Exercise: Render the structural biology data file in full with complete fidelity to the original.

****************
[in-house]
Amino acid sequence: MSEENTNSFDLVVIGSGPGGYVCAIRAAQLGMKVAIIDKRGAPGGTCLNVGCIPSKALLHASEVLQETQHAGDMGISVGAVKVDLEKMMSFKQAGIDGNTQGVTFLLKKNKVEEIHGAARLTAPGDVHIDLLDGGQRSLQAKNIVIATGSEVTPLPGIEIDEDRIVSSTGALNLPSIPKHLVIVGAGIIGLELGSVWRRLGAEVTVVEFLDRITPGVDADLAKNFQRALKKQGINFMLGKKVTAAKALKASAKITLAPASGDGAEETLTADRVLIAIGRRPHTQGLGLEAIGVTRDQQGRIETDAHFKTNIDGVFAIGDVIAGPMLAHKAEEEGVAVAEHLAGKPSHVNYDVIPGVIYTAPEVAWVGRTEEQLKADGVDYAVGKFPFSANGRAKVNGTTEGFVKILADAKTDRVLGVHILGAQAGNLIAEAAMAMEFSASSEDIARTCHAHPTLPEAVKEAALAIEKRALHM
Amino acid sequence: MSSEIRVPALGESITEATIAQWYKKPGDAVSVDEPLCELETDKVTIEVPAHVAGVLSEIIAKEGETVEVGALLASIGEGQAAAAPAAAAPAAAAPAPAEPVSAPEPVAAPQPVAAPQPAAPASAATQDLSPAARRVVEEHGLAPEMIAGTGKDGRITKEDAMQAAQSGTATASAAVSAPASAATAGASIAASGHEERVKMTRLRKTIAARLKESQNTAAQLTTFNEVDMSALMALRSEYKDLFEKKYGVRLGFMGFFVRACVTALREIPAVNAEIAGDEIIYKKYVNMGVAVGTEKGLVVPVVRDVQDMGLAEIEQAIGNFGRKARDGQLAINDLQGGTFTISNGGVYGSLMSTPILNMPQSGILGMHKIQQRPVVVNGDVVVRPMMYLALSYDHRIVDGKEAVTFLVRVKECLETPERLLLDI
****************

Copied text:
[in-house]
Amino acid sequence: MSEENTNSFDLVVIGSGPGGYVCAIRAAQLGMKVAIIDKRGAPGGTCLNVGCIPSKALLHASEVLQETQHAGDMGISVGAVKVDLEKMMSFKQAGIDGNTQGVTFLLKKNKVEEIHGAARLTAPGDVHIDLLDGGQRSLQAKNIVIATGSEVTPLPGIEIDEDRIVSSTGALNLPSIPKHLVIVGAGIIGLELGSVWRRLGAEVTVVEFLDRITPGVDADLAKNFQRALKKQGINFMLGKKVTAAKALKASAKITLAPASGDGAEETLTADRVLIAIGRRPHTQGLGLEAIGVTRDQQGRIETDAHFKTNIDGVFAIGDVIAGPMLAHKAEEEGVAVAEHLAGKPSHVNYDVIPGVIYTAPEVAWVGRTEEQLKADGVDYAVGKFPFSANGRAKVNGTTEGFVKILADAKTDRVLGVHILGAQAGNLIAEAAMAMEFSASSEDIARTCHAHPTLPEAVKEAALAIEKRALHM
Amino acid sequence: MSSEIRVPALGESITEATIAQWYKKPGDAVSVDEPLCELETDKVTIEVPAHVAGVLSEIIAKEGETVEVGALLASIGEGQAAAAPAAAAPAAAAPAPAEPVSAPEPVAAPQPVAAPQPAAPASAATQDLSPAARRVVEEHGLAPEMIAGTGKDGRITKEDAMQAAQSGTATASAAVSAPASAATAGASIAASGHEERVKMTRLRKTIAARLKESQNTAAQLTTFNEVDMSALMALRSEYKDLFEKKYGVRLGFMGFFVRACVTALREIPAVNAEIAGDEIIYKKYVNMGVAVGTEKGLVVPVVRDVQDMGLAEIEQAIGNFGRKARDGQLAINDLQGGTFTISNGGVYGSLMSTPILNMPQSGILGMHKIQQRPVVVNGDVVVRPMMYLALSYDHRIVDGKEAVTFLVRVKECLETPERLLLDI